Drinkin’ and druggin’ make good parenting even harder

Drinkin’ and druggin’ make good parenting even harder

August is Worldwide Parenting with PTSD Awareness Month

People with substance abuse problems often also have PTSD, according to an US Department of Veterans Affairs article. Up to 75 percent of those who survived abusive or violent trauma report drinking problems, the report says. Those who have been sexually abused have higher rates of alcohol and drug use problems than others, said the National Center for PTSD.

The rub: Alcohol abuse often leads to more trauma, problems in relationships
In other words, it’s not enough that we’re already jacked up. No, no. If our coping mechanism for masking the pain of past trauma isn’t enough of a problem by itself, we are so wounded that whether we realize it, substance abuse opens ourselves up for even more trauma. Clearly, it’s a very vicious cycle.

Between 60 percent to 80 percent of Vietnam veterans seeking PTSD treatment have alcohol use problems, and tend to be binge drinkers, which may be in response to flashbacks, the article says. “The confusion of a life with a drinking problem makes it harder to be a good parent,” the article reports.

Up to 50 percent of adults with a dual diagnosis, i.e., PTSD and substance use disorder (SUD), are likely to have other serious mental or physical health problems such as:

  • Panic attacks, extreme fears or worries, or compulsions, e.g., being driven to do things like checking the door locks over and over;
  • Mood problems such as depression;
  • Attention problems or behaving in ways that harm others;
  • Addiction to or abuse of street or prescription drugs (such as opioids);
  • Long-term physical illness such as diabetes, heart disease, or liver disease; and
  • Ongoing physical pain.

My motivation
I experimented with drugs because I was desperate to fit in. Whatever you were having, I wanted too. The first time I thought I bought drugs was my freshman year in an all-girls Catholic high school. I went to a sophomore and asked if she could score me some “grass.” The next day, I gave her $10 and she gave me a bag of lawn clippings. This was merely a delay.

Eventually, I would “sell” my body for Johnny Walker Red and Coke to get hammered before school then do things I shouldn’t have during second period band class. I eventually smoked pot and PCP, snorted cocaine. For some reason I declined crack, likely the sanest decision I ever made given my heavy drug proclivities.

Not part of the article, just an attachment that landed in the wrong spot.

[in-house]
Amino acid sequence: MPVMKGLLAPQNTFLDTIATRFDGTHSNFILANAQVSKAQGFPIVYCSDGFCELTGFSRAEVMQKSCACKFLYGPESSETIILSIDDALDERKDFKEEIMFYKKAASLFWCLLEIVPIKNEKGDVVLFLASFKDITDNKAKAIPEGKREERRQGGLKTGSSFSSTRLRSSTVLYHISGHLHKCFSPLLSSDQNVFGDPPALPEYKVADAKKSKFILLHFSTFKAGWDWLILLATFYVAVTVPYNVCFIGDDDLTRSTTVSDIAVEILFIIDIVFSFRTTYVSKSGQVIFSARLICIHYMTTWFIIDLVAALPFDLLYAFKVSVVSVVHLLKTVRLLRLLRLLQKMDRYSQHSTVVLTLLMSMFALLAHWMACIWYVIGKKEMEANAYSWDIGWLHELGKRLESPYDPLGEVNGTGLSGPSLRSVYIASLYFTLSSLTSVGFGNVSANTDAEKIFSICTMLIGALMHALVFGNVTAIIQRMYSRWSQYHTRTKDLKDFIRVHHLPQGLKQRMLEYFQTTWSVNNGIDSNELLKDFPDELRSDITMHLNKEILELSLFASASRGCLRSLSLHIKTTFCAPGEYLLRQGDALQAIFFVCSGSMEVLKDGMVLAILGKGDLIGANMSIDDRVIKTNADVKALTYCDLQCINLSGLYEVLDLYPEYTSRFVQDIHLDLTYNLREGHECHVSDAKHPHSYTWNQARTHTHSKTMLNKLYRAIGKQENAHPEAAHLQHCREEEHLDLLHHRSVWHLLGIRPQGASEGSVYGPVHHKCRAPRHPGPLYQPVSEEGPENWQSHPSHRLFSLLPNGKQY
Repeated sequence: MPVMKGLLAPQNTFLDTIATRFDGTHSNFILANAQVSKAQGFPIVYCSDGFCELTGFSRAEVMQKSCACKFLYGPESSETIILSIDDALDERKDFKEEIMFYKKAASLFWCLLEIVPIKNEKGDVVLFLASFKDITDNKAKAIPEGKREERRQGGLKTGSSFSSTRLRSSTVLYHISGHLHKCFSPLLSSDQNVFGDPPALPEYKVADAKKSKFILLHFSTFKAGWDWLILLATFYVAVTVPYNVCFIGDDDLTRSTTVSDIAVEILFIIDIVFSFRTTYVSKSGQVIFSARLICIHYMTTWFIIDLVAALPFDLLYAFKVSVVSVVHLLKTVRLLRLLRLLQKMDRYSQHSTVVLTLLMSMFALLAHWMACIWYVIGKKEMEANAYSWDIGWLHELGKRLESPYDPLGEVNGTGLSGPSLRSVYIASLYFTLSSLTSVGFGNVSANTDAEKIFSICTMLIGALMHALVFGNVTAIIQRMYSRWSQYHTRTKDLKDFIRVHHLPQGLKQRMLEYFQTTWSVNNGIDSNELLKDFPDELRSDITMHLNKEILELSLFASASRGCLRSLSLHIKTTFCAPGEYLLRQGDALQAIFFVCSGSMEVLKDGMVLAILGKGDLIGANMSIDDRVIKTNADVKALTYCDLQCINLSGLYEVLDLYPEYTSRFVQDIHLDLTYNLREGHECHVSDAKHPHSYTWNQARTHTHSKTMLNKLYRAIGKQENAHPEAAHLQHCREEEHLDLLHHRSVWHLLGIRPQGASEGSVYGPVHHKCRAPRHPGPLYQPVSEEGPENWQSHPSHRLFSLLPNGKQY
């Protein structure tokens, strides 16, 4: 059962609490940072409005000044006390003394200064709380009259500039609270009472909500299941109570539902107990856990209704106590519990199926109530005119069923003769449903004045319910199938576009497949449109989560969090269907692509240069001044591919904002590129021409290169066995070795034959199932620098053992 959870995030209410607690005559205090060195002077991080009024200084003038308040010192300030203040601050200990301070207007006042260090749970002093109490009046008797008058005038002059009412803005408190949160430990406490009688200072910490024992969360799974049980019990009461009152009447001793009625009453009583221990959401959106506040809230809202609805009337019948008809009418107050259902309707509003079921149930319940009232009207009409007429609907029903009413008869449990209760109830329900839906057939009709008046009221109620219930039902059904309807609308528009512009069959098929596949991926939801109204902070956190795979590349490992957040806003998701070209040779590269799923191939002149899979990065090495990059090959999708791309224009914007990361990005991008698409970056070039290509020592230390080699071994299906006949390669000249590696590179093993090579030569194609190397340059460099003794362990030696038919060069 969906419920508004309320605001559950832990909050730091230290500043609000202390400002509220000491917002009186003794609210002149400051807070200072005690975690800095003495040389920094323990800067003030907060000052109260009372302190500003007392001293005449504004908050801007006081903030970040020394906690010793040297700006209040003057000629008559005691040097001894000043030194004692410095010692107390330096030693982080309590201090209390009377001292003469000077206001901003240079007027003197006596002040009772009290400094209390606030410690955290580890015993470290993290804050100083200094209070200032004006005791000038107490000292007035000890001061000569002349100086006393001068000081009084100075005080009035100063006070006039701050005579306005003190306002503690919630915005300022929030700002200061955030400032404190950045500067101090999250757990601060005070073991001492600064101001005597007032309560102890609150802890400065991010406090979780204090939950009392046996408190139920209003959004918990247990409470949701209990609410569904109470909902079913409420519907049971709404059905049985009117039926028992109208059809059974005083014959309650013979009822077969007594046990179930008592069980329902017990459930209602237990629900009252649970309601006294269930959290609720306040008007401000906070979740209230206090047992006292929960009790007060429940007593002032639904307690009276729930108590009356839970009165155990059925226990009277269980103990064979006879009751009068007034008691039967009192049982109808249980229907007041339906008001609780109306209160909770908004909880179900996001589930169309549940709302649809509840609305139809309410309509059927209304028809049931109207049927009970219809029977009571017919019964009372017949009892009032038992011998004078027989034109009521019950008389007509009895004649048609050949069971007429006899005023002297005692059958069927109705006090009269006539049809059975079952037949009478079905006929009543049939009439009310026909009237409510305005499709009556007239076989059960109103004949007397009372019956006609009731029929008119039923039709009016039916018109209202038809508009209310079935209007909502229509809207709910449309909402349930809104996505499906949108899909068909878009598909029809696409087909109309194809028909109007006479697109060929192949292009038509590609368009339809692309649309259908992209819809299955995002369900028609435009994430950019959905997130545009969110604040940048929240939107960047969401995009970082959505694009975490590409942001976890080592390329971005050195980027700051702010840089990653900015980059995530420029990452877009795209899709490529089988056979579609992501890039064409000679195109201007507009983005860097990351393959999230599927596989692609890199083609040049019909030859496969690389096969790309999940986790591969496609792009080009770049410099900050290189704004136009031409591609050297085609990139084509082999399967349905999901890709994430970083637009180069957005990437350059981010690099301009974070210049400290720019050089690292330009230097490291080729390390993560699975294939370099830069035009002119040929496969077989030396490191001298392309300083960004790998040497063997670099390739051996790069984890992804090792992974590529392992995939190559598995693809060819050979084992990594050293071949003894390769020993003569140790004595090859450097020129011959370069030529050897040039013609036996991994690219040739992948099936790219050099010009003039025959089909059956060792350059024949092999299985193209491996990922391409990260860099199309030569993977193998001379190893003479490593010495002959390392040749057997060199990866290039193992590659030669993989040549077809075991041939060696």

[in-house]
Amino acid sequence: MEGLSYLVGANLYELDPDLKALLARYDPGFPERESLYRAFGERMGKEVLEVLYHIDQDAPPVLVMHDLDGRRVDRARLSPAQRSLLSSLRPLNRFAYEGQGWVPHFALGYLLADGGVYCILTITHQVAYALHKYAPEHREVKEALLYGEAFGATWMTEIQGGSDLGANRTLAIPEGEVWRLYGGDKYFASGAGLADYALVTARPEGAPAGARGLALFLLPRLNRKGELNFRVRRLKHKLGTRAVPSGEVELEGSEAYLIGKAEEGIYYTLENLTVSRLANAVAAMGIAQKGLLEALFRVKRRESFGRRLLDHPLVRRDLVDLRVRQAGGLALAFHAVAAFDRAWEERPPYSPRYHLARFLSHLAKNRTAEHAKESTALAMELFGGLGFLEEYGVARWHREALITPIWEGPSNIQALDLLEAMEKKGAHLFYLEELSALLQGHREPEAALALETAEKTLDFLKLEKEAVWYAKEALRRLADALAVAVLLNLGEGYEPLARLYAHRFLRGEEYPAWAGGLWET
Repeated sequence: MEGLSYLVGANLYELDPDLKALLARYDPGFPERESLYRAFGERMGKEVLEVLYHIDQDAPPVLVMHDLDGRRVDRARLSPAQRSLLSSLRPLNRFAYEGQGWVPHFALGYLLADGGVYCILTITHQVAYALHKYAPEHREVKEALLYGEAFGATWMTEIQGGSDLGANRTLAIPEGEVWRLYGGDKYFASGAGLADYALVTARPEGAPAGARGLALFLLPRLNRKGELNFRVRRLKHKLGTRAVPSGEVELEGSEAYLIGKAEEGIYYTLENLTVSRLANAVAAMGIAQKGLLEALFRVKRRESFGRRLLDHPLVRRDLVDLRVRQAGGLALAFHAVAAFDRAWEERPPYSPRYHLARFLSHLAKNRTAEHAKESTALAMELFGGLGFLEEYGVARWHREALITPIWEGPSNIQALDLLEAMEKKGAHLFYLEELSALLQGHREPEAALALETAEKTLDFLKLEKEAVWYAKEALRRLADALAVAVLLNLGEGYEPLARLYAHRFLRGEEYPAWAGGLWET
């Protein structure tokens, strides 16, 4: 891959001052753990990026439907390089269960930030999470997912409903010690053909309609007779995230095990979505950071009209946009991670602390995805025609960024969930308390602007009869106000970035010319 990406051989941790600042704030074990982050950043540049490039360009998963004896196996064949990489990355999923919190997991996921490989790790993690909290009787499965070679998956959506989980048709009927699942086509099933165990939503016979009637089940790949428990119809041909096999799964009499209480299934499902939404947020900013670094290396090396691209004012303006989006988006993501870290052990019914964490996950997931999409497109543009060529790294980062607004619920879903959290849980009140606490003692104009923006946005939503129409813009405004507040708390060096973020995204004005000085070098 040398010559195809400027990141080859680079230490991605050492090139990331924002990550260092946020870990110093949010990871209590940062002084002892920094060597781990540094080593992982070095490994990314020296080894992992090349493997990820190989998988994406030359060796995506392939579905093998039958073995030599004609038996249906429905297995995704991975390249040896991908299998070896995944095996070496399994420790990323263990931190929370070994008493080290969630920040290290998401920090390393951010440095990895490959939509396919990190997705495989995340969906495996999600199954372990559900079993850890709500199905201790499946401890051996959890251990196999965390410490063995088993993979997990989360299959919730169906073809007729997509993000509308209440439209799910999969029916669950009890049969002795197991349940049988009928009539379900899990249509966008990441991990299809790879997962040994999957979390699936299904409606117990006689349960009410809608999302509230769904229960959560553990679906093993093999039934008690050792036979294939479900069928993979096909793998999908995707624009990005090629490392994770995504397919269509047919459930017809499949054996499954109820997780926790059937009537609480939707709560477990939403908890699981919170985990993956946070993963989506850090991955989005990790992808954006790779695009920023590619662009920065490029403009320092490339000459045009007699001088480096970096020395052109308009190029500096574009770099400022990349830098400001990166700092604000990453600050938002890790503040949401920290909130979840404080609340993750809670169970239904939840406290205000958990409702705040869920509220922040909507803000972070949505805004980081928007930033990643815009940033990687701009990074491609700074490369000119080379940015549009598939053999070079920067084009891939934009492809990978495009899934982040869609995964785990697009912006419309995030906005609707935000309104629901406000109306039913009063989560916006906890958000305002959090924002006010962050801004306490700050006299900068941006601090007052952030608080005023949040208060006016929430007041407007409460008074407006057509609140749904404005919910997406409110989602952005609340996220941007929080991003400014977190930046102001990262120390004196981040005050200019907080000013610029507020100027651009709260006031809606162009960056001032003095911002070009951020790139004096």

My drink of choice was Tequila poppers. At one party, I and a girlfriend drank almost an entire bottle by ourselves. One co-worker noticed we were hammered so he tried to get us to stay longer so we wouldn’t drive home drunk. I lived down the street to I drove home drunk, one of two occasions I drove home from a party hammered. I should have been pulled over for DUI. Obviously, God had a different, more merciful plan.

“As long as you always have pot, Babe”
I got married because not only was sex amazing but he always had pot. I knew I’d never have to beg and sex was awesome while stoned or drunk. Basically, I entered into a marriage to exchange my body for drugs on a long-term basis. He always rolled me a joint while he smoked two.

I tried to keep up with my alcoholic, drug-addict husband but it was impossible. I was lightweight compared to him. He had several tales of drug expeditions during high school, scouting, military service tours and beyond. However, I eventually learned he had incest in his childhood in addition to physical and emotional abuse from his parents and siblings. Clearly, he also had very good reason for addiction.

Fortunately, I could drop the drugs and alcohol in a heartbeat. My husband couldn’t.

Posts in 2017 series
Breaking the cycle of loneliness takes work
Go outside and play on PWPTSD Awareness Day
Women, Blacks, Latinos have higher rates of abuse
Managing compound-complex parenting
Drinkin’ and druggin’ make parenting even harder
Risky behavior, self neglect aren’t life sentences
When food becomes a weapon
Managing rage, ground rules around kids
Managing hostile relatives, false accusations, head games
Parenting: If it’s not hard, you’re not doing it right
Third Annual Worldwide Parenting with PTSD Awareness Day is here!

 

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